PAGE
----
| The jury in the
case of the State of Idaho vs. H.J. Smith, after being out about 14
hours returned a verdict of not guilty and Smith is free. The
verdict was brought in about 7:15 this morning and the jury went to the
jury room about 5:00 o'clock last night.
The case has been followed
with exceptional interest and the court room was crowded with spectators
all of the time during the trial. The case was a close one and
puzzling in some ways., but the evident good appearance and the good
reputation which the defendant bears were matters in his favor.
The defense set up self defense and endeavored to establish the good
character of the defendant, and a quarrelsome disposition on the part of
the deceased which was aggravated by the fact that he was a drinking
Smith's trial was set for
Monday of this week last on account of the fact that the Marcus boys,
brothers of the deceased, were not present that State asked that the
case be continued until Tuesday. The brothers were in Minneapolis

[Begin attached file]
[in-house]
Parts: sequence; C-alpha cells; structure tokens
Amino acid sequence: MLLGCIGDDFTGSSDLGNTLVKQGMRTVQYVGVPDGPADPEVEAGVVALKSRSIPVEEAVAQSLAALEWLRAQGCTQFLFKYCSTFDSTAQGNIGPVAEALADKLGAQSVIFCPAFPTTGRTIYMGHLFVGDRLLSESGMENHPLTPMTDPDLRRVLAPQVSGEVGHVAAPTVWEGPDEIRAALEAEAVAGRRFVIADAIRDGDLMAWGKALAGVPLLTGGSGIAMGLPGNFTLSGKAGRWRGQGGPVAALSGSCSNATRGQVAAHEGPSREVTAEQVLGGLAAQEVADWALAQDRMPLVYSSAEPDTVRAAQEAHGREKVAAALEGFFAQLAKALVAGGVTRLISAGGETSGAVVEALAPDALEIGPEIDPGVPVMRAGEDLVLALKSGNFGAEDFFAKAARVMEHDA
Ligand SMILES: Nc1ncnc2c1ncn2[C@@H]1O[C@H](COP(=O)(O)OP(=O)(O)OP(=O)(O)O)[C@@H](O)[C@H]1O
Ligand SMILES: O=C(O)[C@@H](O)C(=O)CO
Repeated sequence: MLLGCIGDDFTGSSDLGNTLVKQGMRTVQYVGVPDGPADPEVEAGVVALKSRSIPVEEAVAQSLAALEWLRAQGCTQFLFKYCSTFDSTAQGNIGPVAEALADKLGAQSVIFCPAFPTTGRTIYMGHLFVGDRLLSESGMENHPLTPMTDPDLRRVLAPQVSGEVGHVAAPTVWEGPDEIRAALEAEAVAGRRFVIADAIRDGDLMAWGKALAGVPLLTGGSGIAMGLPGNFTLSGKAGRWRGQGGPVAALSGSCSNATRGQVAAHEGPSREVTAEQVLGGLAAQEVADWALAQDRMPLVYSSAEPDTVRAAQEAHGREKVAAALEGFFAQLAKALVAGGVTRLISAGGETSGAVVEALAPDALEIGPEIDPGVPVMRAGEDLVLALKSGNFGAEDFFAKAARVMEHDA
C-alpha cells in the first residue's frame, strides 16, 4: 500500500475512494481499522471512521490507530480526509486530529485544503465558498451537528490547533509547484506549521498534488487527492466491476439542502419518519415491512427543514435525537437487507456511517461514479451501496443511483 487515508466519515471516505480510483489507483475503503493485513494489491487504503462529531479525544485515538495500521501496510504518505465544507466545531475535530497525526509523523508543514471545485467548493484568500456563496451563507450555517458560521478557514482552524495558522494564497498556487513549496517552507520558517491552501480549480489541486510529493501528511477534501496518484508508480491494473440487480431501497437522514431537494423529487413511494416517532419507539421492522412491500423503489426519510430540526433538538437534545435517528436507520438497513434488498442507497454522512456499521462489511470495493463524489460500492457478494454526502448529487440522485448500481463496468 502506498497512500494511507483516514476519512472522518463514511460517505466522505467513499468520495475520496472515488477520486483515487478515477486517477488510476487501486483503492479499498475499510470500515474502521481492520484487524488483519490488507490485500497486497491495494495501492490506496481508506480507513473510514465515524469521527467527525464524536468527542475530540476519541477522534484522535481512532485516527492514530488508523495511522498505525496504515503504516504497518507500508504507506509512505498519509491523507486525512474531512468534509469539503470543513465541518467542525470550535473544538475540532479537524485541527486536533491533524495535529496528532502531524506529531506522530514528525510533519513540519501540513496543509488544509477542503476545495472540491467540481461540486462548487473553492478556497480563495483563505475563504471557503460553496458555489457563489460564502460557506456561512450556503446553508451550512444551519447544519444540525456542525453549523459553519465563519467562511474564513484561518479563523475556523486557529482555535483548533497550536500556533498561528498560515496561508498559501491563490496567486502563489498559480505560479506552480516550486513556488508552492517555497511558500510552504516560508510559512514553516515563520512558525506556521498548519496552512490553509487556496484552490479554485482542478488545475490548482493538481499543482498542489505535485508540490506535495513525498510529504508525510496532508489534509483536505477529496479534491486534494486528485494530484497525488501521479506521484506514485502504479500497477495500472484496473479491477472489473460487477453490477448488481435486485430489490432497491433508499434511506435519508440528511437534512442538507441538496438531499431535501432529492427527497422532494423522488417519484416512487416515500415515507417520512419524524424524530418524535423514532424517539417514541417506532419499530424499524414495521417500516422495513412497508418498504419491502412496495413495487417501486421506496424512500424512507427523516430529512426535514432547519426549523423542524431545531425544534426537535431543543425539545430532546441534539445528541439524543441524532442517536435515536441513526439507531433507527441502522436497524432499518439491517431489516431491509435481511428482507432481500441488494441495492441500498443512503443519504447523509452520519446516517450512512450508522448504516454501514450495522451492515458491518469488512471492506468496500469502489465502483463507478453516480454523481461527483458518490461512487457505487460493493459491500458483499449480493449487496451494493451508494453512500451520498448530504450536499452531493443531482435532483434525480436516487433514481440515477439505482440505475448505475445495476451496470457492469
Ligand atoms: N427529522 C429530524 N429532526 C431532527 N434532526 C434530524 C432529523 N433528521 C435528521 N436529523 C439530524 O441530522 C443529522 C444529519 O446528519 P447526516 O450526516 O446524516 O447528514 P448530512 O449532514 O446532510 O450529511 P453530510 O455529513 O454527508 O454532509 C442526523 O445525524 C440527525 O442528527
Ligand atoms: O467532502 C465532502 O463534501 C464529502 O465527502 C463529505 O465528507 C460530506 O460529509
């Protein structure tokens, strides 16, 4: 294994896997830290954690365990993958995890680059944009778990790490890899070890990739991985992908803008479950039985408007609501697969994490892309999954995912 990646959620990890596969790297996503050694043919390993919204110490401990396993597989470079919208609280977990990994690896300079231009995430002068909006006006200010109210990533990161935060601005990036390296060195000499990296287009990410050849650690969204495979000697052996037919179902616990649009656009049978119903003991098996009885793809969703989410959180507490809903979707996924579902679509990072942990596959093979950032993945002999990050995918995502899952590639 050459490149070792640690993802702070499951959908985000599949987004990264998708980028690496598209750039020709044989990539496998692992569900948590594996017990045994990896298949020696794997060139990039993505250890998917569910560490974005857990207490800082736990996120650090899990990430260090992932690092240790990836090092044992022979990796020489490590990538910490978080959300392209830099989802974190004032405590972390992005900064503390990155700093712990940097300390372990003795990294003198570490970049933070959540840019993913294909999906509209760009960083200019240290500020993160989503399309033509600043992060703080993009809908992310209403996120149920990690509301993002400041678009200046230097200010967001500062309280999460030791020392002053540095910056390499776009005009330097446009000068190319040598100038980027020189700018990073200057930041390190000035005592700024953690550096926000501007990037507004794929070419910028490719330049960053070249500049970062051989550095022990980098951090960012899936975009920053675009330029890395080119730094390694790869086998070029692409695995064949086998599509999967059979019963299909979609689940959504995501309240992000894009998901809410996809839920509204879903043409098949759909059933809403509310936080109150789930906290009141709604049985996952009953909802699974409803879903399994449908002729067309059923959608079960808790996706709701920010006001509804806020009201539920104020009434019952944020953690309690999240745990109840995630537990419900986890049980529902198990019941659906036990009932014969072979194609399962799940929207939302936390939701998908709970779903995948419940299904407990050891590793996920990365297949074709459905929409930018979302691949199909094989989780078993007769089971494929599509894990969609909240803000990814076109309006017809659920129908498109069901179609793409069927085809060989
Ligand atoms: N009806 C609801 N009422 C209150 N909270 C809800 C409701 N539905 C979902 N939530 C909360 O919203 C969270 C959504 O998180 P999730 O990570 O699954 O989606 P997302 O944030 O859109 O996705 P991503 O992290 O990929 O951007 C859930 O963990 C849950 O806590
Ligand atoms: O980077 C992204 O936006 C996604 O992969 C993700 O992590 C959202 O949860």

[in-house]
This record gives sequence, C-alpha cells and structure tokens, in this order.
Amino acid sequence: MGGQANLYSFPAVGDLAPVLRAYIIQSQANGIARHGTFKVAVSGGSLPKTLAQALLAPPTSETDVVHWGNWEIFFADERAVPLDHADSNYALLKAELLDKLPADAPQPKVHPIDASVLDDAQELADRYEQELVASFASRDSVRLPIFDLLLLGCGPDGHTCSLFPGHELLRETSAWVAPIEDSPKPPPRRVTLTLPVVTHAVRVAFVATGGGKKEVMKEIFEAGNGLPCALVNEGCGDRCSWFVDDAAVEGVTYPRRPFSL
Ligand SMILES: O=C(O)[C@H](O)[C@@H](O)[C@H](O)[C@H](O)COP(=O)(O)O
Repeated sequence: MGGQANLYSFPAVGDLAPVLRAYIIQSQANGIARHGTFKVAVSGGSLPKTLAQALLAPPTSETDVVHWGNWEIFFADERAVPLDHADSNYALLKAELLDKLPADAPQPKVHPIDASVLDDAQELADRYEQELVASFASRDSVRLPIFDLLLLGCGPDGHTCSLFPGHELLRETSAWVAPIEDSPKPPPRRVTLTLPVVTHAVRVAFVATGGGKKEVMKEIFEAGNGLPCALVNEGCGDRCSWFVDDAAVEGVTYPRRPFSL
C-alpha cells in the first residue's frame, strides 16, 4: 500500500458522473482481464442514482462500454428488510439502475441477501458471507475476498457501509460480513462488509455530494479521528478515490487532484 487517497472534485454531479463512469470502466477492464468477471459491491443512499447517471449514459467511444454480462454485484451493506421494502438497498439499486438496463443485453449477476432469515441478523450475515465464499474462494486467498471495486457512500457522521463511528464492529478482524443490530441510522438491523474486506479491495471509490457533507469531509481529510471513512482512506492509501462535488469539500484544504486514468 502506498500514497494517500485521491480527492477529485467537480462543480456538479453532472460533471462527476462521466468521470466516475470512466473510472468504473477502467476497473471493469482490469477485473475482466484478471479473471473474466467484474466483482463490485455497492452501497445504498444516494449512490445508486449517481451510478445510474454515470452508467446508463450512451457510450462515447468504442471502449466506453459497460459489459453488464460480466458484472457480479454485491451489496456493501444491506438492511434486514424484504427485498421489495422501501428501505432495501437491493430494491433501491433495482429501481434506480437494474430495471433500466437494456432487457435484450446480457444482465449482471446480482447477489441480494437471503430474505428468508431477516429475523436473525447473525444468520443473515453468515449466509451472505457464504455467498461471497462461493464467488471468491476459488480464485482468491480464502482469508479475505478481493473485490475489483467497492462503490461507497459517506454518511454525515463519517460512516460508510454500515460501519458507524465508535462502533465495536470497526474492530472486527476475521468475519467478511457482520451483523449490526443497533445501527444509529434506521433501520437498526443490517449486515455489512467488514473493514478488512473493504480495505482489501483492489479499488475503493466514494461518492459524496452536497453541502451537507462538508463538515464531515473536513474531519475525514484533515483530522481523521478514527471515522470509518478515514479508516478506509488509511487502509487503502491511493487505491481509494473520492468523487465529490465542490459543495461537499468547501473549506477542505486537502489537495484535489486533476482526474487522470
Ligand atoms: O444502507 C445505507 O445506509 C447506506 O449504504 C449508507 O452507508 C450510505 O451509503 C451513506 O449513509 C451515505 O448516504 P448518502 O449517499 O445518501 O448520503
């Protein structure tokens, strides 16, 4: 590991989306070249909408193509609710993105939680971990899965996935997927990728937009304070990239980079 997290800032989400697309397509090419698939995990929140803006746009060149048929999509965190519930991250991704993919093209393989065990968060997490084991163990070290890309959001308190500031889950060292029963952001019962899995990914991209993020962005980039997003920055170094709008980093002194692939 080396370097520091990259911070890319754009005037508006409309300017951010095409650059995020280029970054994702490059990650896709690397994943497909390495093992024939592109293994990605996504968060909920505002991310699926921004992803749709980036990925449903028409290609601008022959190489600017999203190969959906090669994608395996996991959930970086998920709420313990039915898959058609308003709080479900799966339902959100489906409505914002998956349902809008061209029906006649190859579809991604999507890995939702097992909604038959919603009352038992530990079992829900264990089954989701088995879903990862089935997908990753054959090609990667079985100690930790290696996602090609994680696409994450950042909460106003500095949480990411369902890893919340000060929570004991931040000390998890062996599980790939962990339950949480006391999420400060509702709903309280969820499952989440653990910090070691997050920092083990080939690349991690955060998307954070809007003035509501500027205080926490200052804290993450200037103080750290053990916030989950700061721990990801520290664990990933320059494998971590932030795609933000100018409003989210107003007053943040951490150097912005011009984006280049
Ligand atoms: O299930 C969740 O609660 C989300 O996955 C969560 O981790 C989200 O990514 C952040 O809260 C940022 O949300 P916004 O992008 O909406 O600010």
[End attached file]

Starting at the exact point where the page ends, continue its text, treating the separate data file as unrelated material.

when last heard from and Prosecutor Hattabaugh received information that
they could not arrive until Friday.
The State was represented by
M.R. Hattabaugh and B. Auger, who was entered on Monday to assist the
prosecution. Tuesday forenoon and a part of the afternoon was used
in getting a jury and every name in the box was drawn out before a jury
was agreed upon. The jurymen finally selected to hear the case
were William G. Hanson, T.S. McCune, Robt. Marnett, Jas. L. McHugh, Fred
Collison, Peter Aschenbrenner, John F. Oliver, E.W. Barnum, Chas Sallec,
J.H. Johnson, M,.I. Cross and J.D. Stanbery.
After the information had
been read to the jury and defendant's plea stated, all of the witnesses
present were sworn and excluded from the court room excepting Dr. J.B.
Morris, Dr. W.F. Orr and C.J. Vassar who were permitted to remain in the
court room. Statement of the case was hereupon made by M.R.
Hattabaugh and following him W.N. Scales made the statement for the
defense and the state proceeded to introduce its testimony.
The state put seven witnesses
on the stand to establish the guilt of the defendent. Dr. Orr of
Cottonwood testified as to being called to the car on the siding near
the rock crusher to minister to the man killed and as to the nature of
the wounds. Dr. Morris of Lewiston testified as to meeting the car
at Lewiston which brought Marcus to that place for medical attention and
also as to accompanying Marcus to St. Joseph's hospital where he died.